There are big things in the planning for that area, some good and some bad. Sunnyvale has a master plan to close off Moffett Park from near there to Mathilda and re-route the westbound 237 off-ramp onto that with a bike lane continuing to the intersection. Not sure where that is in the planning/approval stages but it is part of an overall redesign to improve traffic flow along Mathilda.

    The more immediate concern is the new development from that corner across to Mathilda, leaving the Sheraton in place but not much else of what exists now. The plan will replace 473K sq ft of office space with 1.2M sq ft of office space. Tripling the office space in that band from Borregas to Mathilda will greatly increase traffic flow on Mathilda, Moffett Park Blvd., Borregas, and Mathilda; the question is what will be done to mediate the problems. The good part is that this will undoubtedly result in sidewalks on Moffett Park from the bridge to Bordeaux and on Borregas north from the bridge. But given that few drivers obey the speed limit along there, the frequent running of the stop signs at Borregas, and the massive congestion already existing on Mathilda there needs to be big solutions in the plan. The EIR process for this will start soon and we all need to get involved and make sure that the report does include required mediation. The development is being proposed by 3 companies; the first two I can find info on and the only listed officer is Jay Paul, who delevoped Ariba Plaza and Moffett Towers to the west of Mathilda; those developments have had large negative impacts on traffic in the area and were done with little mediation; time for us to make Mr. Paul pay for the problems he creates.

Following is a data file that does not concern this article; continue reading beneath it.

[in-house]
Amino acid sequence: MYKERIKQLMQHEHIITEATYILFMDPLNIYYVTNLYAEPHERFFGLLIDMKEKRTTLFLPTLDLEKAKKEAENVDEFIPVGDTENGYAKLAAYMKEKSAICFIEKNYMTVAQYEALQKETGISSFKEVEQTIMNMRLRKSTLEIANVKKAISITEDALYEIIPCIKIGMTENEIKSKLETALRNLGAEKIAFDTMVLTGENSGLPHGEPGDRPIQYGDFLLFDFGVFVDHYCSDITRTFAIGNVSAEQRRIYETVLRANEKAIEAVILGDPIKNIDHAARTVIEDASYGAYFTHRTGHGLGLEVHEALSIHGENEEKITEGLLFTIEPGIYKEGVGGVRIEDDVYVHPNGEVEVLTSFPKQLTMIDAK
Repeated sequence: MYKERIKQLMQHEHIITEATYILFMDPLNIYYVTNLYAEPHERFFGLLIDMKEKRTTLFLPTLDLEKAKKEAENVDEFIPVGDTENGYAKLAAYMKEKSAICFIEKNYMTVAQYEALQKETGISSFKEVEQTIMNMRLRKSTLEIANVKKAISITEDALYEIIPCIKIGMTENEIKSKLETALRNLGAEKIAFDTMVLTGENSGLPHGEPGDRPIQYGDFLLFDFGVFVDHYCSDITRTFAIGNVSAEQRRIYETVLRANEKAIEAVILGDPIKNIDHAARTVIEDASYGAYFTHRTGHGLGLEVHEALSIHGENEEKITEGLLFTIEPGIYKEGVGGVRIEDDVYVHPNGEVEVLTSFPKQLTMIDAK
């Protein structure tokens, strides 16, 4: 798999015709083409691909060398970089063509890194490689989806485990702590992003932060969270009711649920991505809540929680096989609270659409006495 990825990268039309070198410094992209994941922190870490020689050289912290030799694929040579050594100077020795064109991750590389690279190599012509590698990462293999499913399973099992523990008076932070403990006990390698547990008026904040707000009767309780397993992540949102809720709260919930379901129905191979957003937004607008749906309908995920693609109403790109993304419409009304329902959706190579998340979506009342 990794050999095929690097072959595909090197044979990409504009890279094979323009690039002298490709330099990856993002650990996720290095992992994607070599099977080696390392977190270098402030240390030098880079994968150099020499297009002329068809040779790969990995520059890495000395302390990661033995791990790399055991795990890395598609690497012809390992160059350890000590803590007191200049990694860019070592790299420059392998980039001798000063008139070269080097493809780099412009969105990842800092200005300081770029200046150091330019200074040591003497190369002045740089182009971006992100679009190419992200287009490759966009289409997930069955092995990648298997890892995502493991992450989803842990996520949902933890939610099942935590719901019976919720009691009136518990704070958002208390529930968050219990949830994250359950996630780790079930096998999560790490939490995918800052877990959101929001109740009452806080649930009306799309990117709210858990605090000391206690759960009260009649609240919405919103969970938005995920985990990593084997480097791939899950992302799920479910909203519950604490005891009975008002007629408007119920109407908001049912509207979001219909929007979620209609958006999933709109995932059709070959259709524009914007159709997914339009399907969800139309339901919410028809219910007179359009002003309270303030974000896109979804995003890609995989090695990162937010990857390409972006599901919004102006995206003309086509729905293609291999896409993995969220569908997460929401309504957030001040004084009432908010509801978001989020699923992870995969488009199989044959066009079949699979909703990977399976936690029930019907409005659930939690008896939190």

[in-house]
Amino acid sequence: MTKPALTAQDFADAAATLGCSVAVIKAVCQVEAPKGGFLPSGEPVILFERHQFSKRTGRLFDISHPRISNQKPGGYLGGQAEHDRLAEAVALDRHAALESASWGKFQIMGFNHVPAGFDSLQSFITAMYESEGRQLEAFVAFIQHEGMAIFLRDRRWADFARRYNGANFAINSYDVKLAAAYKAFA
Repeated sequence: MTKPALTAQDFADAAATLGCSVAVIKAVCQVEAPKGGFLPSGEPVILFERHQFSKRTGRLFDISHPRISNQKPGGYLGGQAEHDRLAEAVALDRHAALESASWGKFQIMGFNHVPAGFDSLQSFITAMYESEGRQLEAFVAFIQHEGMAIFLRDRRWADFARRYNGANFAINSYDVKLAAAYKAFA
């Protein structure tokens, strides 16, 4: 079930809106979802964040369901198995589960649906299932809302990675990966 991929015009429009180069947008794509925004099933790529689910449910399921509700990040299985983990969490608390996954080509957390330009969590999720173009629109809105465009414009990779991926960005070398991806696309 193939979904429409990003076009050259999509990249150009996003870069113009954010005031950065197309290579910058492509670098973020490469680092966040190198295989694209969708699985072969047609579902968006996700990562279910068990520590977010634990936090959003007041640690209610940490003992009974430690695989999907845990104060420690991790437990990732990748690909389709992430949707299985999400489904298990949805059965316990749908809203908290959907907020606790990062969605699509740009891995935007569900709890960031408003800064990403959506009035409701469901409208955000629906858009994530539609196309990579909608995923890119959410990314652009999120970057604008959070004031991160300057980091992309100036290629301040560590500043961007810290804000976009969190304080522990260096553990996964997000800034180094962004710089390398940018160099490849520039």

• ladyfleur

      February 22, 2013 at 4:37 pm

      Rick, I want to thank you first for your work with the city to get the bike bridges built and second for taking the time for the complete response. It details how difficult it is to get a bike/ped bridge built and how much effort concerned citizens need to do to make it happen.

      As I said in the post, the bridge and its counterpart across 101 are critical to giving people living between Mary and Lawrence safe active transportation options for getting to work. My point is that these bridges are retro-fits that are underfunded, and like so many similar projects the result is not as elegant as a solution for mainstream traffic. That is, cars and trucks.

      Sometimes motor vehicle-oriented retro-fits can be a little awkward, but on the kludge scale they’re never near what traffic engineers and city planners create for bikes and peds, even with an amazing amount of advocacy from cyclists and livable city folks.

      Once again, thanks for your work, and now I know who I need to talk to when I want the skinny on bike routes in North Sunnyvale.

  3. djconnel